View Full Version : Do you think its really possible?

October 31st, 2005, 01:41 AM
Well, windows probably gains more new users then linux does. The people who buy their first computer will most likly have windows on it since it is basically what comes on new computers. Linux users are normally people who have switched from windows.

For every one of the thousands of new PCs shipped from Dell, HP, etc every day, windows gains a user. Now, it might not be a new user.

Do you really think its possible to get a majority of computers using linux? How do you think this will be achieved? How long will it take? Do you accually want it to happen, or are you happy having it the way it is?

Personally, I have no idea if it will ever happen. If it does, we will certainly need to get the PC manufacturers to join in. It is already starting with HP. I personally would love it if linux got a majority over windows, and I hope Mark, Ubuntu, and the ubuntu community lead the way. (Id like ubuntu to have a majority in the linux market, which has a majority in the OS market ;))

Maybe someday we will be able to say "I liked it before it was popular".

October 31st, 2005, 02:07 AM
Don't you think it's far too simplistic to just say "more linux users?"

Consider: there are tens of thousands of people using tivos. Every one of them is "a linux user." There are Millions of people in Asia using 3G cellphones and increasingly linux is actually seen as a feature to be sought!

Do all these cellphones really have any impact at all on development of new desktop products? Given that we don't even use that "world standard" telephone technology in the way these countries do, even the phone technology isn't likely to help "brand" linux the same way it will in Asia.

We use linux because we're geeks. For most folks the operating system doesn't even matter - no one says "I want to use windows because it's the best" they say "I want to use windows because I use office" or "I use windows because all my software is windows" or even "I use windows because the games on popcap don't play right in linux or on macs."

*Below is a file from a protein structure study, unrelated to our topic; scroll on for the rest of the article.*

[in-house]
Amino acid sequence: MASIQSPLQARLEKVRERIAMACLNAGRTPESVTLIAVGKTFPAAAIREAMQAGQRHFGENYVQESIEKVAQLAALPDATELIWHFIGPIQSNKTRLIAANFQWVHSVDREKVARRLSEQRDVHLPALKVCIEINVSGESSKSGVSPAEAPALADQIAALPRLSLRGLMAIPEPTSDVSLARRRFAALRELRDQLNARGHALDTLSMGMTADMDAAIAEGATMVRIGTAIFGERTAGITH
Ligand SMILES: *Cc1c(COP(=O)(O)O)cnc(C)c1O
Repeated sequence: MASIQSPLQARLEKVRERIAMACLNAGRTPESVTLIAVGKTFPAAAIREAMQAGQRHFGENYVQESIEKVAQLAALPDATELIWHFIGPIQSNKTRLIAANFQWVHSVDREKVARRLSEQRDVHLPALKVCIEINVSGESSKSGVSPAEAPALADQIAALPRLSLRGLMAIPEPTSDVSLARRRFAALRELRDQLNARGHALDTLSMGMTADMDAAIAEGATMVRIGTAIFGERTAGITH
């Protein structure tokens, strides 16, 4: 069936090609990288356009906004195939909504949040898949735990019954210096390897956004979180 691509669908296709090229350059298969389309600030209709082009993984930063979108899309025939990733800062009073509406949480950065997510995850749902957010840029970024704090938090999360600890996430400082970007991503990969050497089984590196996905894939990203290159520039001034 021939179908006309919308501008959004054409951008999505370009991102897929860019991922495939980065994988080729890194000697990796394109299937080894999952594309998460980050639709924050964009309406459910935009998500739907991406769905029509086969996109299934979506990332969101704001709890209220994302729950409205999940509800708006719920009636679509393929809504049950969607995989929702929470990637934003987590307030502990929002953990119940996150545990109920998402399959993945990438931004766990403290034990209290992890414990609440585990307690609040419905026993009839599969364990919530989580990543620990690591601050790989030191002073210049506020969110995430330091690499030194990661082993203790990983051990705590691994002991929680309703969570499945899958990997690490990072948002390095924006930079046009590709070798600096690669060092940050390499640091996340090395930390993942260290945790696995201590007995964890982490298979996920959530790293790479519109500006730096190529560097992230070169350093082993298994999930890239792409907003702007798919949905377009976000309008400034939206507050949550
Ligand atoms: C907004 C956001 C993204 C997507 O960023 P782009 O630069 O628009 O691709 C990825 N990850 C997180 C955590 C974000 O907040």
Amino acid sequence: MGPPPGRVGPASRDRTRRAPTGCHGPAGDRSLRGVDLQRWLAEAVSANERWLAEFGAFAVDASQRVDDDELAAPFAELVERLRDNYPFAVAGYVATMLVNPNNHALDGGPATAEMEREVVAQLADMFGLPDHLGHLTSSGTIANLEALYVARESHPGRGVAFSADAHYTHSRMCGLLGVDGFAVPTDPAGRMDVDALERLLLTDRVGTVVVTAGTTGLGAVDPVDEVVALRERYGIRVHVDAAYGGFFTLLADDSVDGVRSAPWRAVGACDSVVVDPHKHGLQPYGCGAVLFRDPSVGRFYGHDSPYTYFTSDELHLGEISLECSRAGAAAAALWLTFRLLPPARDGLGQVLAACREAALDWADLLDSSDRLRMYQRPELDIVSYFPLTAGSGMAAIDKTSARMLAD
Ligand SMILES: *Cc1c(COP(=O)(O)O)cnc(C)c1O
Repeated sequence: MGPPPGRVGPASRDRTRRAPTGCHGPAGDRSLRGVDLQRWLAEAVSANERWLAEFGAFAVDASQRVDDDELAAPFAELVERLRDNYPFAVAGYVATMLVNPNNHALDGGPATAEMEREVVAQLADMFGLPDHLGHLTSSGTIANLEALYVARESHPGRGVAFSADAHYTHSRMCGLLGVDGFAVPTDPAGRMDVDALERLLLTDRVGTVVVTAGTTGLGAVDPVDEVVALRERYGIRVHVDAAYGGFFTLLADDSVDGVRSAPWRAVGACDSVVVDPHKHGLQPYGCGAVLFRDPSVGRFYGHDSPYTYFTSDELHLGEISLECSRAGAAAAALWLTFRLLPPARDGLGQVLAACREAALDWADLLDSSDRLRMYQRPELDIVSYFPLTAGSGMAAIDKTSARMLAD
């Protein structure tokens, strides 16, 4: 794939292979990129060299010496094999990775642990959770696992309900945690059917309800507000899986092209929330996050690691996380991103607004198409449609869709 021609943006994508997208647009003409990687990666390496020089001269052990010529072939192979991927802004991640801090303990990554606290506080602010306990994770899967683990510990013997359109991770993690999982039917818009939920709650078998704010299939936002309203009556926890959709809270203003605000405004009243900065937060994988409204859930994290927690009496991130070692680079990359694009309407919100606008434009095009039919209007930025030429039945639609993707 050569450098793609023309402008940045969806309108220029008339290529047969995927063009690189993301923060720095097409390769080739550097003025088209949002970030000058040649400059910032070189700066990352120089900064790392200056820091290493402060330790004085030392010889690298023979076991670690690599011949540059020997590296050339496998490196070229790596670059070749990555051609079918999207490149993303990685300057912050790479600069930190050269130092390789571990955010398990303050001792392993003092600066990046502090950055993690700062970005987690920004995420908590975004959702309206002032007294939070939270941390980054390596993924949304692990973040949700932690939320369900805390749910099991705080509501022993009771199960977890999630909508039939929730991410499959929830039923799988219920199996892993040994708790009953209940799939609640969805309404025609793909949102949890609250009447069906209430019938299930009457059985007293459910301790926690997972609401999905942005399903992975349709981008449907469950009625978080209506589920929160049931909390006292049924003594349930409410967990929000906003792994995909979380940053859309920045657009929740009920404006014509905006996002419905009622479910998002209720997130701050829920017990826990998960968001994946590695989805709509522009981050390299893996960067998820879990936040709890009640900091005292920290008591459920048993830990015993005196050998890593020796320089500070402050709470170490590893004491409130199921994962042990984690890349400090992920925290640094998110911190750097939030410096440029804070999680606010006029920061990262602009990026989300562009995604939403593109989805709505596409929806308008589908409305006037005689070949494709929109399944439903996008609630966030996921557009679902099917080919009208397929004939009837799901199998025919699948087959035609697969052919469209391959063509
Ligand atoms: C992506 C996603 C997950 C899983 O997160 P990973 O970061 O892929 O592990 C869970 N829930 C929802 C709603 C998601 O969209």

Linux will never be popular here. By the time it's "popular" the operating system will be moot - programs will ship with their own runtimes and "computers" will allow all those separate processes to work together the same way "operating systems" do for applications now. Lots of people will be using linux, but they won't realize it - all they'll know is they insert the Gimp 7.0 CD and it "installs" - just like Photoshop 10 and MS Media Player 12...

October 31st, 2005, 02:09 AM
linux is *already* popular...for servers.

My prediction is that there might be a move to linux desktops in large organizations--big corps, government agencies, school systems. That'll drive the market.

October 31st, 2005, 02:11 AM
I see one of the following happening:

1. Microsoft continues to dominate, Apple continues to trail behind, and Linux remains a hobby desktop OS.

2. A big company like Dell or HP takes a risk and actually starts selling Linux preloaded desktops en masse in flagrant disregard of OEM deals with Microsoft, and Linux becomes wildly popular because it's cheaper and just new--the success of this would depend greatly on a number of other factors. For example, the timing would have to be at the announcement of a huge number of newer Windows viruses that attack both corporations and home users and some massive jump in Windows prices or Microsoft Office prices.

3. Open source applications like Firefox keep getting adopted by Windows users. Pretty soon, they realize they have so many open source apps that open source can be trusted, and the transition to Linux is a lot easier. Instead of getting a pirated or expensive version of the newest Windows, they just get the next logical step--an open source operating system.

4. Operating systems become irrelevant as--according to Poofyhairyguy's predictions--"computers" become more like appliances (think PS2 and Gamecube, cell phones, and iPods) and less like do-everything machines. In that case, Linux will probably be in most of those devices, but no one will care, except Linux enthusiasts. After all, millions love their TiVos, but few know it's powered by Linux.

5. Schools start adopting more Linux clients as the cost of computing for educators increases and school funding gets cut. Once the children get used to their KDEs and Gnomes, it's only a matter of time before they become office users and home users and demand that Linux be on their computers.

6. A "killer app" that's developed for Linux is, in fact, killer and one that everyday users (not just computer nerds) care about. Sure, it may get ported to Windows (the killer app probably being open source and all), but the Windows version will be sorely lacking somehow. This won't make a lot of people Linux users, but it will probably increase the number.

7. Wine gets to the point where it can work on every major Windows application or Crossover Office loses its price tag. Again, it won't shift everyone over to Linux, but it'll take a huge barrier away from adoption.

8. Web-based applications become the norm, making Linux migration even easier, as no one can complain about such-and-such application "needing" Windows.

9. Nothing major happens. Just every day two more people become Linux users and one more person gives up on Linux. It's slow growth, but it happens.